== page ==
University gives helping hand to previously homeless local people
Two people who have experienced homelessness are celebrating after finding work at The University of Manchester, as it honours its pledge to the city’s Homelessness Charter.
In November 2016, The University of Manchester pledged its support for the Manchester Homelessness Charter. The Charter outlines the principles that establish how people who experience homelessness should be treated, and how the city intends to deal with the issue. It calls for those who have adopted the charter to demonstrate their support with a pledge to take action.
A significant component of the University’s pledge is to support organisations directly concerned with addressing homelessness to develop pathways into employment for people with experience of homelessness.
Frezghi Teklemichael is 29 and came to the UK as an asylum seeker from Eritrea where he had been a teacher. Having successfully applied for asylum he became homeless when financial support from the National Asylum Support Service ended.
In March 2017 Frezghi had been unemployed for three-and-a-half years and was living in a hostel in Rochdale when he was referred to The Works, The University of Manchester’s employment programme, by Ready for Work.
Frezghi was enrolled on one of The Works’ pre-recruitment training programmes which are designed to equip people with the skills and qualifications required for some roles at the University.
Having successfully completed the training programme in April 2017, he was appointed to the role of Building Attendant in the University’s Estates and Facilities Directorate.
Frezghi said: “The University is a great place to work and I have been made to feel very welcome. I am developing new skills and beginning to focus on my long-term career goals here in the UK. It is so good to be in work and contributing to my new country.”
Chris Gopal, from Ready for Work, who chairs the Homelessness Charter Employment Action Groups, said: “Frezghi’s achievement dispels the myth that people who have experienced homelessness are unable or unwilling to work. Our collaboration with the committed organisations like The University of Manchester demonstrates that partnering with employers is key to the development of pathways into work allowing people to stabilise their lives and become active, fulfilled members of society.”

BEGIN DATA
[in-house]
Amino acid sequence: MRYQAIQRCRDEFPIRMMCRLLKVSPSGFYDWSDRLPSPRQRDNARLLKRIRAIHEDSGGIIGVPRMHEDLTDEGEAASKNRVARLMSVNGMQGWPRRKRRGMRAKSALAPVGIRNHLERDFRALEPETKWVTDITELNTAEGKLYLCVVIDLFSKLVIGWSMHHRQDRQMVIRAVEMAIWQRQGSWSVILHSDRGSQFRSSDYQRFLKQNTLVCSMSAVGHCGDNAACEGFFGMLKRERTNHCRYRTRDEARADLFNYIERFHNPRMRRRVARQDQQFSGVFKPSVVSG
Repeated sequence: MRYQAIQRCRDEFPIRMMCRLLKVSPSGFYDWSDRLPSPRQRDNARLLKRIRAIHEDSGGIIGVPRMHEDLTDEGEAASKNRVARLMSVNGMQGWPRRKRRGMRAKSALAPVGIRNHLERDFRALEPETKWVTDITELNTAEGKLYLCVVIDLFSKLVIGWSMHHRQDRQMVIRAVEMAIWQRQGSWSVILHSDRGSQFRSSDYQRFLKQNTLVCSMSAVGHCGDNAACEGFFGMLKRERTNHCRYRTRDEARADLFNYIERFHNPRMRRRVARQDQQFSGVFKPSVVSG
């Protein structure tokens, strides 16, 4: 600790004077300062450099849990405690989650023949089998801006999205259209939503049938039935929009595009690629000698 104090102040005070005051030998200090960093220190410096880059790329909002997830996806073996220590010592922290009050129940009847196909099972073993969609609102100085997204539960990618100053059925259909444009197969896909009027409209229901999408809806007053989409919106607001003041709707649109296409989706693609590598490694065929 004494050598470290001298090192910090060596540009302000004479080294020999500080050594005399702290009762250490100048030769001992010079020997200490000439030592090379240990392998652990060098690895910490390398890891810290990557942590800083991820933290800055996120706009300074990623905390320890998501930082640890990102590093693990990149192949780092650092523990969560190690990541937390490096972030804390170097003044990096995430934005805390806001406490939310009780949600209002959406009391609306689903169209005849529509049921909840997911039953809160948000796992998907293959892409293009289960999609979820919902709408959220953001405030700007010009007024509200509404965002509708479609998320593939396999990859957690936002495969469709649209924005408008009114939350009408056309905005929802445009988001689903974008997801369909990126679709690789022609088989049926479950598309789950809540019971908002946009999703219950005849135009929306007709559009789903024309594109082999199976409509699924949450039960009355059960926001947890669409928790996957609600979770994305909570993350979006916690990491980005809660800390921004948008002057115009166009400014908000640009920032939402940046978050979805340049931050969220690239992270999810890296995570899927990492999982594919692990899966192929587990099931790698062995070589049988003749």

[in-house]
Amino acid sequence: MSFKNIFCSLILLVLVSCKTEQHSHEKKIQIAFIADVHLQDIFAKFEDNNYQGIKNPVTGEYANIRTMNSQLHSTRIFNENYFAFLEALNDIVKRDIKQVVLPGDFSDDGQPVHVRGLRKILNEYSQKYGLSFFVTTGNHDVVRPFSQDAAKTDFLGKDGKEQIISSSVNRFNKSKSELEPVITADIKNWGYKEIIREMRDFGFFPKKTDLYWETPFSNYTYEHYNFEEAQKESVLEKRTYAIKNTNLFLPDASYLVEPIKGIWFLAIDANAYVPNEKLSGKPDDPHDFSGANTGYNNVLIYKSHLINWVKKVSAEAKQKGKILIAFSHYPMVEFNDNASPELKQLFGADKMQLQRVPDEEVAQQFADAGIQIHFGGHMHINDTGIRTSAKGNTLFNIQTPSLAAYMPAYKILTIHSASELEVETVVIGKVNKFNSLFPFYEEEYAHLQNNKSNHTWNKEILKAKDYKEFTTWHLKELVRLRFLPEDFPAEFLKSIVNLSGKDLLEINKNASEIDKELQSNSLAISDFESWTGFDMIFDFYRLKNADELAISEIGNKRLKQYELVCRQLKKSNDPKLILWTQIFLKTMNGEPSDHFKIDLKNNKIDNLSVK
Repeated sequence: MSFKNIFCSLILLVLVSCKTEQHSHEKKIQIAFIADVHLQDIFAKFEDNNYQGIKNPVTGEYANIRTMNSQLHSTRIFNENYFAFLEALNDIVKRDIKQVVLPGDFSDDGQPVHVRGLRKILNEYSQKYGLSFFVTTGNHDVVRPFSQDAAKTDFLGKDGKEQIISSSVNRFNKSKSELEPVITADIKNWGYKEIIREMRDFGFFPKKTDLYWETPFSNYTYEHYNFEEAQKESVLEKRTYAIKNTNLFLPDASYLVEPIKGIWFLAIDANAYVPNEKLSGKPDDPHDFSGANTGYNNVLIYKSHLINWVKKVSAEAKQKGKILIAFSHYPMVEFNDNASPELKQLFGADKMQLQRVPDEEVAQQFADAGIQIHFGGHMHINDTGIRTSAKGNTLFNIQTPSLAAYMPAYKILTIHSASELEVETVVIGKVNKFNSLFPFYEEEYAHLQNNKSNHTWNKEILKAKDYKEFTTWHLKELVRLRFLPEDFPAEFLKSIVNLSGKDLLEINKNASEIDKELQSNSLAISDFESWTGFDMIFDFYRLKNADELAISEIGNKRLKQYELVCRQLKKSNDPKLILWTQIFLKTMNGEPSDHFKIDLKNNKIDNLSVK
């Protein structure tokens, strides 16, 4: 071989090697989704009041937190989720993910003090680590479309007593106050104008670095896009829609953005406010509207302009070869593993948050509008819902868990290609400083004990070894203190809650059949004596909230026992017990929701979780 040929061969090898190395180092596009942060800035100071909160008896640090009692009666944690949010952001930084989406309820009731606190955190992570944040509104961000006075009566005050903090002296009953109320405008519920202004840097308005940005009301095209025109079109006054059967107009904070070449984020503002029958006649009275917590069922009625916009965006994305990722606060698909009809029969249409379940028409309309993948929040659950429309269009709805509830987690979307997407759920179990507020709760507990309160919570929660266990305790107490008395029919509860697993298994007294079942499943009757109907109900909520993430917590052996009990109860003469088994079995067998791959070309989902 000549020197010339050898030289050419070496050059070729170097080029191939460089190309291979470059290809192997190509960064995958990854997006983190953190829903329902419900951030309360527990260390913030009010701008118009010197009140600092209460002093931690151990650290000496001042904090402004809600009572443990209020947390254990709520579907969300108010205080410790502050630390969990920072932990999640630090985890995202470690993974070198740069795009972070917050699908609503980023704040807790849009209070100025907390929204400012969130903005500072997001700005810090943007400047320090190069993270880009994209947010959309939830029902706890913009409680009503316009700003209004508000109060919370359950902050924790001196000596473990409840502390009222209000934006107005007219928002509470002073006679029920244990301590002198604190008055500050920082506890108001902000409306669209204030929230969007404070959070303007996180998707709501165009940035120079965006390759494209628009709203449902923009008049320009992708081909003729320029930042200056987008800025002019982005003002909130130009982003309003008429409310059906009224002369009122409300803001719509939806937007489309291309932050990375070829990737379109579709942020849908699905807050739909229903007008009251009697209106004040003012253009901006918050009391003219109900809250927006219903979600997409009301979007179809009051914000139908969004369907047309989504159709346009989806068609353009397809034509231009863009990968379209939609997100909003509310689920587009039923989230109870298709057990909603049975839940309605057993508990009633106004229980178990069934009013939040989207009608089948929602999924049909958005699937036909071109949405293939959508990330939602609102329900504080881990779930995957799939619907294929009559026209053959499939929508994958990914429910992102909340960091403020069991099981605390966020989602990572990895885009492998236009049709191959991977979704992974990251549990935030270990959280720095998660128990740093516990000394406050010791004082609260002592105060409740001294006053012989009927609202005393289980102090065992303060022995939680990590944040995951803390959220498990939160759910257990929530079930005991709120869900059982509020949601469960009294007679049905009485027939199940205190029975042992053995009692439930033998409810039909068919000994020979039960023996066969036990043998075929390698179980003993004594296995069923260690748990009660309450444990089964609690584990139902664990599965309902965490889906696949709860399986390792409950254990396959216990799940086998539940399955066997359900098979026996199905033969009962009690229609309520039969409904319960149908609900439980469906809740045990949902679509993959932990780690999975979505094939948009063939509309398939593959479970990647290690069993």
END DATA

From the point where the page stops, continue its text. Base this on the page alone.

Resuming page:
John is 23 and from Ancoats. He had been unemployed for over 12 months and was living in the homeless tent community in Manchester. Working with DePaul UK he has made amazing progress in turning his life around and also joined the House Services Academy.
He said: “The University of Manchester not only gave me training with a job at the end, it is actually going to change my life. I was really nervous at first but they helped me build my confidence on the course and helped me to re-engage with the world of work which has helped me a lot. Since being here I have made some great new friends, and I can actually pay my own way. I am now looking to get my own accommodation with my partner. I’m very happy about starting work!”
Peter Morgan from DePaul UK said: “The progression of these young people illustrates the commitment of The University of Manchester who have kept to their promises to create opportunities for some of the most socially excluded people in our city. Effort by employers such as the University helps charities like DePaul UK to deliver the best possible outcomes for the young people we support impacting on the individuals, their families and wider communities.”
Steve Grant, Assistant Director of HR at the University said: “The University is committed to doing all that it can to fulfil its pledge to support the Manchester Homelessness Charter and we have worked with ‘Ready for Work’ for several years on other initiatives.
“The achievements of Frezghi and John illustrate that, with some support, it is possible for people who have experienced homelessness and other barriers to address the challenges they have faced and carve a new path for themselves.
“Employers in all sectors and of all sizes across Greater Manchester have a key role to play in addressing homelessness and other barriers through simple actions, whether it’s providing work experience, helping someone prepare for an interview or offering a job.”
I am developing new skills and beginning to focus on my long-term career goals here in the UK. It is so good to be in work and contributing to my new country